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cmd/go: go mod init accepts malformed module paths #36774

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perillo opened this issue Jan 26, 2020 · 6 comments
Open

cmd/go: go mod init accepts malformed module paths #36774

perillo opened this issue Jan 26, 2020 · 6 comments

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@perillo
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@perillo perillo commented Jan 26, 2020

What version of Go are you using (go version)?

$ go version
go version go1.14beta1 linux/amd64

Does this issue reproduce with the latest release?

go1.14beta1 is the latest release

What operating system and processor architecture are you using (go env)?

go env Output
$ go env
GO111MODULE="on"
GOARCH="amd64"
GOBIN="/home/manlio/.local/bin"
GOCACHE="/home/manlio/.cache/go-build"
GOENV="/home/manlio/.config/go/env"
GOEXE=""
GOFLAGS=""
GOHOSTARCH="amd64"
GOHOSTOS="linux"
GOINSECURE=""
GONOPROXY="github.com/perillo"
GONOSUMDB="github.com/perillo"
GOOS="linux"
GOPATH="/home/manlio/.local/lib/go:/home/manlio/src/go"
GOPRIVATE="github.com/perillo"
GOPROXY="https://proxy.golang.org,direct"
GOROOT="/home/manlio/sdk/go1.14beta1"
GOSUMDB="sum.golang.org"
GOTMPDIR=""
GOTOOLDIR="/home/manlio/sdk/go1.14beta1/pkg/tool/linux_amd64"
GCCGO="gccgo"
AR="ar"
CC="gcc"
CXX="g++"
CGO_ENABLED="1"
GOMOD="/home/manlio/src/go/src/mperillo/bar/go.mod"
CGO_CFLAGS="-g -O2"
CGO_CPPFLAGS=""
CGO_CXXFLAGS="-g -O2"
CGO_FFLAGS="-g -O2"
CGO_LDFLAGS="-g -O2"
PKG_CONFIG="pkg-config"
GOGCCFLAGS="-fPIC -m64 -pthread -fmessage-length=0 -fdebug-prefix-map=/tmp/go-build515447885=/tmp/go-build -gno-record-gcc-switches"
GOROOT/bin/go version: go version go1.14beta1 linux/amd64
GOROOT/bin/go tool compile -V: compile version go1.14beta1
uname -sr: Linux 5.4.13-arch1-1
/usr/lib/libc.so.6: GNU C Library (GNU libc) stable release version 2.30.
gdb --version: GNU gdb (GDB) 8.3.1

What did you do?

go mod init mperillo/test

What did you expect to see?

go: malformed module path "mperillo/test": missing dot in first path element

What did you see instead?

go: creating new go.mod: module mperillo/test

The problem is that go build will report an error if another module add as requirement mperillo/test.

In this case, is there a reason to allow go mod init to accept such module path?

@jayconrod
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@jayconrod jayconrod commented Jan 27, 2020

cc @matloob @bcmills

Module paths without a dot in the first path element are allowed, but they cannot be downloaded using that name. That means they cannot appear in a require directive unless there's also a replace directive that provides an alternative location. So module paths like this really only useful for top-level modules not required by anything.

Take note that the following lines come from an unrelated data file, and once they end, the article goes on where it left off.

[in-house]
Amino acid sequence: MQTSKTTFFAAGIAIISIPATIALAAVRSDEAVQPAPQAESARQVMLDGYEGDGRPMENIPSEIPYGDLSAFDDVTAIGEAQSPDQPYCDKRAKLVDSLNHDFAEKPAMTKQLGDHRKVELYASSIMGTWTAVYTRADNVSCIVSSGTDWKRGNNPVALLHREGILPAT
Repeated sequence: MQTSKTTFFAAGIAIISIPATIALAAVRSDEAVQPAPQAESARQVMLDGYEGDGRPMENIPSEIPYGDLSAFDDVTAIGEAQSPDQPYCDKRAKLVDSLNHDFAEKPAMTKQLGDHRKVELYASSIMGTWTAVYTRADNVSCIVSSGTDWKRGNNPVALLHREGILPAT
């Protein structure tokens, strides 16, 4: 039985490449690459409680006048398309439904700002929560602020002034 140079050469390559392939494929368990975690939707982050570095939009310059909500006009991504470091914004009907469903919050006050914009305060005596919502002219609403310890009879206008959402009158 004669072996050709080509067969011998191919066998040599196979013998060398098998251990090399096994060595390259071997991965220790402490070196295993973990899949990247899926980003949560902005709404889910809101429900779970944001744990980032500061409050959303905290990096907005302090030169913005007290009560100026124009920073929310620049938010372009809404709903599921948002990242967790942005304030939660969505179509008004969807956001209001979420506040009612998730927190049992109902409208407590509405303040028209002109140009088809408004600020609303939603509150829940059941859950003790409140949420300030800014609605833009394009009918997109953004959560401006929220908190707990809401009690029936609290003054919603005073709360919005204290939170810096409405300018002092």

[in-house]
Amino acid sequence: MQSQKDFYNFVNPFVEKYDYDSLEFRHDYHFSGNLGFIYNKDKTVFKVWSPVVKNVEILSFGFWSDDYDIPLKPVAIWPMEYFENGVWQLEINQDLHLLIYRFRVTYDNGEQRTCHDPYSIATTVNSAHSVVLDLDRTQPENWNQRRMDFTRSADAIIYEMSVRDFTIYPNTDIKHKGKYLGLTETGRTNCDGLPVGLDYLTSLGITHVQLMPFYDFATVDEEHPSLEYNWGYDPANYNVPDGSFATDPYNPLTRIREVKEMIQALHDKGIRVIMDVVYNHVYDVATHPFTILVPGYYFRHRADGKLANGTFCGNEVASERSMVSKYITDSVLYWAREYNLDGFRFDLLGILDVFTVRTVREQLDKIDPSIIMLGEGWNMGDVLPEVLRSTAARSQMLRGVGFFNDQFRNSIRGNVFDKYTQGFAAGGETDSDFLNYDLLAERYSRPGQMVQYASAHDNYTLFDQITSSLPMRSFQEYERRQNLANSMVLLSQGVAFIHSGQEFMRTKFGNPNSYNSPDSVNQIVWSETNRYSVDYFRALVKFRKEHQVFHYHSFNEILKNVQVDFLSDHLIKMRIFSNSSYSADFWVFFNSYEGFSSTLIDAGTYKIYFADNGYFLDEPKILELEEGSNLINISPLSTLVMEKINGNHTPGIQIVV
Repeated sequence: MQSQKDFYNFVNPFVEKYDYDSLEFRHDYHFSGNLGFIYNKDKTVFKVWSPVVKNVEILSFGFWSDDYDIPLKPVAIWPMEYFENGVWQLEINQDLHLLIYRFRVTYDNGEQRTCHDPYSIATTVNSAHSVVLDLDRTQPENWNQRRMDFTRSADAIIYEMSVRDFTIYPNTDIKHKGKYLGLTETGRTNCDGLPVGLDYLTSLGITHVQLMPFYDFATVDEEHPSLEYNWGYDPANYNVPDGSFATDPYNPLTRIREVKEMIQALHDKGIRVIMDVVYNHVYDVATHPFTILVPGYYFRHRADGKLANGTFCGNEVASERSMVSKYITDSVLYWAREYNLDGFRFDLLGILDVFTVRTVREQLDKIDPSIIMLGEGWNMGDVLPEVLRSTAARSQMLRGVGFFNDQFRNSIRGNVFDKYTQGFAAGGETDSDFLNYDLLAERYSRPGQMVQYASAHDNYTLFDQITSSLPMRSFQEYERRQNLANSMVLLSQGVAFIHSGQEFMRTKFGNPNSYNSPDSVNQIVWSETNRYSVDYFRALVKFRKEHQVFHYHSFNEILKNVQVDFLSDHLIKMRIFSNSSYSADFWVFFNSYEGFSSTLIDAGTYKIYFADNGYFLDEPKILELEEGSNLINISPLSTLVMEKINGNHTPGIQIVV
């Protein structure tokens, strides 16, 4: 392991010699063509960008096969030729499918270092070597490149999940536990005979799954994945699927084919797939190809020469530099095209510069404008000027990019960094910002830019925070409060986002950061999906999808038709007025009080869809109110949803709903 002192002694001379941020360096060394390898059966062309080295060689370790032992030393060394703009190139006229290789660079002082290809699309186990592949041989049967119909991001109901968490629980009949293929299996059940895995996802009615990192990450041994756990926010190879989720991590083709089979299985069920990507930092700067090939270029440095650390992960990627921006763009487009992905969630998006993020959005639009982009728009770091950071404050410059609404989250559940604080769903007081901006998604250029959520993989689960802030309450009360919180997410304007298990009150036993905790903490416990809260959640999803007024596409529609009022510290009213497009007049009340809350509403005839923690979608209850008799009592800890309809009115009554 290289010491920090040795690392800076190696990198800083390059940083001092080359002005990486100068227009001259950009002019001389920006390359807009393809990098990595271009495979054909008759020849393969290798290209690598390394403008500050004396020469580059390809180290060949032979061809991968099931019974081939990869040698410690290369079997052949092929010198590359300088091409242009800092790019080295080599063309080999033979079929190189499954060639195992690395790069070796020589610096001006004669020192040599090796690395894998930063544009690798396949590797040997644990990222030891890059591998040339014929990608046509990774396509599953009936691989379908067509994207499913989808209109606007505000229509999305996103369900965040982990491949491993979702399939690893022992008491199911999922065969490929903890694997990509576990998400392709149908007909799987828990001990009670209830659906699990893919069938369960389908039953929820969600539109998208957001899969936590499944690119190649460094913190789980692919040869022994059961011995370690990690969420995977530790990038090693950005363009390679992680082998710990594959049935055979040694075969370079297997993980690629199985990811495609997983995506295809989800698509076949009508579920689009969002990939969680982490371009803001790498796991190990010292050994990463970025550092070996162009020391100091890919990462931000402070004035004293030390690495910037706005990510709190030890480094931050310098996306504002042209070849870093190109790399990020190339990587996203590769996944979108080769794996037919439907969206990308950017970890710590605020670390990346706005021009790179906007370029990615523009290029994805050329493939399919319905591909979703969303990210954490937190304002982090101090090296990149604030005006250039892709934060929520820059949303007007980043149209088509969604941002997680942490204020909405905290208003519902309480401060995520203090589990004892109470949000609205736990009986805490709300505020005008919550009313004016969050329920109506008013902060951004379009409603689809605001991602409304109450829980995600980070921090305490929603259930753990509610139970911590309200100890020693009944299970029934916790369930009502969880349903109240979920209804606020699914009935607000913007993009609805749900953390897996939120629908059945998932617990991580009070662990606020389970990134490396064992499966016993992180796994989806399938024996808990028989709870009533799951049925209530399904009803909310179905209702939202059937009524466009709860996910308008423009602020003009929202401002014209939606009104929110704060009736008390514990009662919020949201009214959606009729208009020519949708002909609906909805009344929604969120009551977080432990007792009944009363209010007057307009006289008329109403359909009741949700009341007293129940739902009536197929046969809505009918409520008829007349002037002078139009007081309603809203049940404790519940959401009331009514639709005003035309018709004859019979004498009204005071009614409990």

I don't think this documented anywhere. CL 214377 covers this.

@jayconrod jayconrod added this to the Backlog milestone Jan 27, 2020
@perillo
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@perillo perillo commented Jan 27, 2020

I think this will cause the term module path to be no more consistent.

What is the definition of the term module path?
Some commands say that is a file path, with the first path segment having a dot.
Other commands say that is just a file path.

@bcmills
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@bcmills bcmills commented Jan 27, 2020

A module path is an import-path suffix of the packages contained within a module.

It may or may not contain a dot. We should update the “malformed module path” error message to be clearer about what, exactly, is wrong. (The problem is not that the module path is malformed per se, but rather that paths of that form cannot be fetched to the module cache.)

@perillo
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@perillo perillo commented Jan 27, 2020

The problem is that it is not entirely true that a module path without a dot in the first path segment can not be fetched. It depends on the resolver.

Consider an import path like localhost/test. I suspect that the go tool would be able to fetch it, if not for the explicit check for the dot.

@bcmills
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@bcmills bcmills commented Jan 27, 2020

No, it would not. Dotless import paths are in general reserved for the standard library: if they are not in the standard library, and not supplied via a replace directive, then they will not be fetched even if the hostname can be resolved.

(Otherwise the meaning of an import path could become nondeterministic based on the set of hostnames on the network, which seems way too subtle.)

@perillo
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@perillo perillo commented Jan 27, 2020

I tried with a module path localhost.localdomain/a.git but go is not able to fetch it:

build localhost.localdomain/b.git: cannot load localhost.localdomain/a.git: git ls-remote -q git://localhost.localdomain/a in /home/manlio/.local/lib/go/pkg/mod/cache/vcs/05929cb418a01ea28941e79c19cd8cf77a461495799d14636e9011e6b0d72a4a: exit status 128:
	fatal: unable to connect to localhost.localdomain:
	localhost.localdomain[0: ::1]: errno=Connection refused
	localhost.localdomain[1: 127.0.0.1]: errno=Connection refused

So I guess the term remote module path, similar to https://golang.org/pkg/cmd/go/#hdr-Remote_import_paths, is more easy to understand.

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